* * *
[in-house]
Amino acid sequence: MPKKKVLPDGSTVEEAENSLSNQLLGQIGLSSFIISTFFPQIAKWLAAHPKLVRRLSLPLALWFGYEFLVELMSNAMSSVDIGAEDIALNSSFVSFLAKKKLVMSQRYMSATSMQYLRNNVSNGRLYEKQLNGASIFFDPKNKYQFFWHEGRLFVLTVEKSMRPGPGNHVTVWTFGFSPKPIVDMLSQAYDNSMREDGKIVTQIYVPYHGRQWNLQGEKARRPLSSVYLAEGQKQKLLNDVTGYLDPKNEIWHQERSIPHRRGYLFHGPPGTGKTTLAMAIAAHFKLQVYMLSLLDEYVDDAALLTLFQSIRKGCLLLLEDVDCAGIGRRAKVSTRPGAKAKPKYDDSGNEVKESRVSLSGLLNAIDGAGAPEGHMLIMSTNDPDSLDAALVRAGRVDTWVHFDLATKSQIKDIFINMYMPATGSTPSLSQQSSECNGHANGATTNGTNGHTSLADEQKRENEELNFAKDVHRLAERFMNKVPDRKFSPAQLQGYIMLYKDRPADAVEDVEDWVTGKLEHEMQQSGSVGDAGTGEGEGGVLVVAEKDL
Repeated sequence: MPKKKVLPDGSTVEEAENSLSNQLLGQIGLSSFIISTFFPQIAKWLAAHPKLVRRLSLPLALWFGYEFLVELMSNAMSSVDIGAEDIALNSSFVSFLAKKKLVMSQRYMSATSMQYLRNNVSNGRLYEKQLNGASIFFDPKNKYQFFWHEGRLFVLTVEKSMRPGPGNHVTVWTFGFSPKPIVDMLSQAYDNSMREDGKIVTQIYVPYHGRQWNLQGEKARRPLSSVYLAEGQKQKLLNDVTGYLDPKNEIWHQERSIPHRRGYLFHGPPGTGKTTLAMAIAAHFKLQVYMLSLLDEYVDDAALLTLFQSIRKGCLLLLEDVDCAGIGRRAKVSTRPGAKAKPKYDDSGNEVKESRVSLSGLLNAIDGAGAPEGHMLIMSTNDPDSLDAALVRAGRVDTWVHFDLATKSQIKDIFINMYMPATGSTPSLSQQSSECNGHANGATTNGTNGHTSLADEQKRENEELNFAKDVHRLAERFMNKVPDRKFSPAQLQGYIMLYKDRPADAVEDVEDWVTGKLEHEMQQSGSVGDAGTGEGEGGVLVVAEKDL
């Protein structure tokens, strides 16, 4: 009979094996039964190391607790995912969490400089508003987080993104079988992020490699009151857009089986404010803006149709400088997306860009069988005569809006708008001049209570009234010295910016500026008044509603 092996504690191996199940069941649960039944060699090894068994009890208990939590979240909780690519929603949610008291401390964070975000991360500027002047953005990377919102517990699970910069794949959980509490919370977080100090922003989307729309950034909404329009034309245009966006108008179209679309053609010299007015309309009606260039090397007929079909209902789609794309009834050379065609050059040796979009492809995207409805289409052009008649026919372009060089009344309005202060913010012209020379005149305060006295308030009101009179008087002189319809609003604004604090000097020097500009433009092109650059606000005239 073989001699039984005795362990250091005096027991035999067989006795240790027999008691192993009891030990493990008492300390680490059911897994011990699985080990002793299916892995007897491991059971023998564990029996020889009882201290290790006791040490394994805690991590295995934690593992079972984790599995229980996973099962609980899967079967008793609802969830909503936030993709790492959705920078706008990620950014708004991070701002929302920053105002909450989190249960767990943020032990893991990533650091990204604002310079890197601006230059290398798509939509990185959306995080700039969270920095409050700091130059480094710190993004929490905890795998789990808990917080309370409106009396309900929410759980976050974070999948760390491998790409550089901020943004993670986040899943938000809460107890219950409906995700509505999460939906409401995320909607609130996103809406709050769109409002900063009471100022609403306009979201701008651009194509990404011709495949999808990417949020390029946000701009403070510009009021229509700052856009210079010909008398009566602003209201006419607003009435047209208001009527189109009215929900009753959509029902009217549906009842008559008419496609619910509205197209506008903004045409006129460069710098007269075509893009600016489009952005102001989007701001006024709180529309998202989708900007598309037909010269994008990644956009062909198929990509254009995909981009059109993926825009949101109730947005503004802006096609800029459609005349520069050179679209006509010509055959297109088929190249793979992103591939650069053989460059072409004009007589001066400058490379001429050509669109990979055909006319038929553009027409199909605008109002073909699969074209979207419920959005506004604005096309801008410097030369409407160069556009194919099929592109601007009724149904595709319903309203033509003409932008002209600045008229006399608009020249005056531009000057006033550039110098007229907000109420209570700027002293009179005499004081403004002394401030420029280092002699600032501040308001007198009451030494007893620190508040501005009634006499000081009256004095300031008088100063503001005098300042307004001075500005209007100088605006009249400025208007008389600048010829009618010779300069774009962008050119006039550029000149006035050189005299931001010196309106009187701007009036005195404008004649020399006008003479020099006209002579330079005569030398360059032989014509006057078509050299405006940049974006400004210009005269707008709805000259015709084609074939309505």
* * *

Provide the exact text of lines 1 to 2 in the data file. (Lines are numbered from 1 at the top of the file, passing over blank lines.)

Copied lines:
[in-house]
Amino acid sequence: MPKKKVLPDGSTVEEAENSLSNQLLGQIGLSSFIISTFFPQIAKWLAAHPKLVRRLSLPLALWFGYEFLVELMSNAMSSVDIGAEDIALNSSFVSFLAKKKLVMSQRYMSATSMQYLRNNVSNGRLYEKQLNGASIFFDPKNKYQFFWHEGRLFVLTVEKSMRPGPGNHVTVWTFGFSPKPIVDMLSQAYDNSMREDGKIVTQIYVPYHGRQWNLQGEKARRPLSSVYLAEGQKQKLLNDVTGYLDPKNEIWHQERSIPHRRGYLFHGPPGTGKTTLAMAIAAHFKLQVYMLSLLDEYVDDAALLTLFQSIRKGCLLLLEDVDCAGIGRRAKVSTRPGAKAKPKYDDSGNEVKESRVSLSGLLNAIDGAGAPEGHMLIMSTNDPDSLDAALVRAGRVDTWVHFDLATKSQIKDIFINMYMPATGSTPSLSQQSSECNGHANGATTNGTNGHTSLADEQKRENEELNFAKDVHRLAERFMNKVPDRKFSPAQLQGYIMLYKDRPADAVEDVEDWVTGKLEHEMQQSGSVGDAGTGEGEGGVLVVAEKDL